Elizabeth I (1533–1603) has been the subject of many fictional representations, some as early as the 1680s, speculating about her private life. Theatre plays, novels and later also films explored the allegations made against her during her life-time, such as suggestions that the Queen was infertile, that she was malformed, or in fact, a man or a hermaphrodite (p. 355).
In the recent years, queenship has interested and fascinated numerous scholars.(1) While some queens, notably British and French ones, have already received interest from historians, this study is keen on shedding light on the female rulers of the Mediterranean.
W. B. Yeats’s famous poem, ‘Easter 1916’, is an ambivalent celebration of the new pantheon of heroes created when, through the means of a failed nationalist rebellion in Dublin, ‘a terrible beauty is born’.
In Mediatrix Julie Crawford seeks to expand our understanding of women’s contributions to early modern literary and political culture. Crawford seeks to look beyond the concept of the woman writer to instead focus on the ‘startling range of women’s literary practices’ and the ‘collaborative nature of literary production’ in pre-modern England (p. 3, p. 4).
In late 1909, a suffragette attacked the Asquith government’s youthful President of the Board of Trade, slashing his face with a whip as he prepared to give a speech in Bristol station. Briefly stunned, he fell toward the station’s tracks at the same moment a train pulled out of the station.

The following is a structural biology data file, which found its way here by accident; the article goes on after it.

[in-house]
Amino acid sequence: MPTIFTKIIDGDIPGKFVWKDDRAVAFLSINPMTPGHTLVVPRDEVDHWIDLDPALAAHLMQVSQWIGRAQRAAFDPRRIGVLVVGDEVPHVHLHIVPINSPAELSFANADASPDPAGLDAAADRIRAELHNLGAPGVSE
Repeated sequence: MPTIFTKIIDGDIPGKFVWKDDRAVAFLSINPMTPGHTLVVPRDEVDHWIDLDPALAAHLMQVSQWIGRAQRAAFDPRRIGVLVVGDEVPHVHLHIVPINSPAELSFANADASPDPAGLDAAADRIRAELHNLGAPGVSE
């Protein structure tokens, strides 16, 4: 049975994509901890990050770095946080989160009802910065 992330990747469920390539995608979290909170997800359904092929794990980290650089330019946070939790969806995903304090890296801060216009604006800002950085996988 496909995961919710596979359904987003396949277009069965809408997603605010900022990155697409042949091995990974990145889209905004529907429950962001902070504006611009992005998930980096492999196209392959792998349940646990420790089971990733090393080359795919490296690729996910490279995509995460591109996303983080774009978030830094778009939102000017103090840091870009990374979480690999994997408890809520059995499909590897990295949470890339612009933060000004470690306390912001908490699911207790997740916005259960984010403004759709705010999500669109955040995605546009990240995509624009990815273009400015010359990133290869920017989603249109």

Susan Doran is an established, well-respected Elizabethan historian, and her most recent book confirms that she can successfully analyze Elizabeth in ways accessible and interesting to both an academic audience and a popular one.
For more than 75 years the historiographical debate surrounding the appeasement policy of the 1930s has centred upon the notorious 1940 publication Guilty Men, in which a trio of left-leaning British journalists unleashed a vitriolic polemic castigating those men responsible for leading a hopelessly ill-prepared Britain into a catastrophic war.
The field of queenship is continually expanding and drawing attention from scholars. Over the years, and especially through the Queenship and Power series at Palgrave Macmillan, a notable number of studies have emerged highlighting the importance of queens as consorts, regnants, and regents during the early modern period.
In the latest of our occasional Reviews in History podcast series, Jordan Landes talks to Laura Beers about her recent biography of the Labour legend.
Laura Beers is Birmingham Fellow in Modern British History at the University of Birmingham.
Jordan Landes is history subject librarian at Senate House Library, University of London.
Before beginning this review, it is important to frame the commentary that follows with two caveats; first, that I (or we as academics), am not the intended audience of this book and secondly, that although I have some criticisms of this work which I will discuss further below, I did genuinely enjoy reading this.